No task is too small ...

The Sun (Malaysia) - - SUNBIZ -

dur­ing my pro­fes­sional life. They have never been too afraid to ex­pose me to im­por­tant meet­ings and have given me the op­por­tu­nity to work with C-level ex­ec­u­tives very early on in my ca­reer. And they have never been self­ish about knowl­edge and tricks-of-the-trade, and more im­por­tantly they are also never too “im­por­tant” or smart to learn/hear from me when I pro­vide sug­ges­tions.

So now, I try to ap­proach my men­tor­ship and lead­er­ship style in the same man­ner.

What ad­vice can you of­fer to en­trepreneurs/youths who want to start their ca­reer/own busi­ness? Again, I would credit this to the great men­tors/lead­ers that I have had dur­ing my ca­reer… at ev­ery stage of your ca­reer, there is never a task that is too small or too me­nial for your po­si­tion. If you can’t even han­dle a small task well, how would you ex­pect to be en­trusted with big­ger things by your lead­ers, peers or cus­tomers?

Best piece of ad­vice you ever got on your ca­reer? One of my ear­lier bosses told me that I shouldn’t fo­cus too much on my monthly pay cheque. Find joy and a sense of ac­com­plish­ment in ev­ery task that you do, and the money matters will take care of them­selves.

Most-ad­mired busi­ness leader? Why? War­ren Buf­fett. His busi­ness acu­men is leg­endary, but what re­ally amazes me is his hu­mil­ity and re­minder on how lit­tle lux­u­ries one needs in life even when he is one of the rich­est men in the world.

What was your big­gest fail­ure and how did you learn from it? I think I would say that my first big fail­ure/ set­back is the “big­gest” fail­ure that I have had … and, as in­nocu­ous as it sounds, it is ac­tu­ally my fail­ure to get into a uni­ver­sity of my choice.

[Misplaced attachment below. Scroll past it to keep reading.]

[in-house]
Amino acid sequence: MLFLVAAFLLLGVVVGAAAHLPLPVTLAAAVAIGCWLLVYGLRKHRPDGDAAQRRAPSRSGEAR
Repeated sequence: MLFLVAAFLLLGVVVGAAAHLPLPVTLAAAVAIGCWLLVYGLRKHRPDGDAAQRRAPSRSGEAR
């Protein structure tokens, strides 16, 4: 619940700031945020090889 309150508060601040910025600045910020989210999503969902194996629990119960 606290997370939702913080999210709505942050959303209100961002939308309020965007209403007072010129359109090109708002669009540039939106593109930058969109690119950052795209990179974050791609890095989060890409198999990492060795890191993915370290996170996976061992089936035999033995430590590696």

Of course, there have been greater fail­ures since then, but look­ing back, what you quickly learn is that what might seem like an Ever­est of a fail­ure back then is no more than a mole­hill once you con­quer and sur­mount it.

So at dif­fer­ent stages of life, there will be dif­fer­ent curve­balls to deal with, but with per­sis­tence, dili­gence hu­mil­ity and a dose of prayer, there isn’t much that can­not be over­come.

Malaysia’s great­est brand? I would love to be able to one day say it is Ireka! But we will have to work harder for now. I ad­mire Royal Selangor for be­ing able to suc­cess­fully blend tra­di­tion, pres­tige and in­no­va­tion in such a com­pet­i­tive global mar­ket for gifts and or­na­ments.

Blue or red ocean strat­egy? Or nei­ther? Why? Nei­ther. With the ad­vent of tech­nol­ogy and the in­ter­net and fastchang­ing con­sumer be­hav­iour, it is al­most im­pos­si­ble to stay in a blue ocean for too long. Rather than spend wak­ing hours try­ing to fig­ure out what is the next blue ocean strat­egy, time is bet­ter spent work­ing hard on per­fect­ing our craft, tak­ing a block-by-block ap­proach in build­ing a strong foun­da­tion, and lis­ten­ing to our cus­tomers to meet their life­style needs.

A must-read for ev­ery busi­ness owner/man­ager is ...? Too Big to Fail by An­drew Ross Sorkin, in or­der to un­der­stand the crazy world of fi­nance and eco­nom­ics that is shap­ing our busi­ness world to­day.

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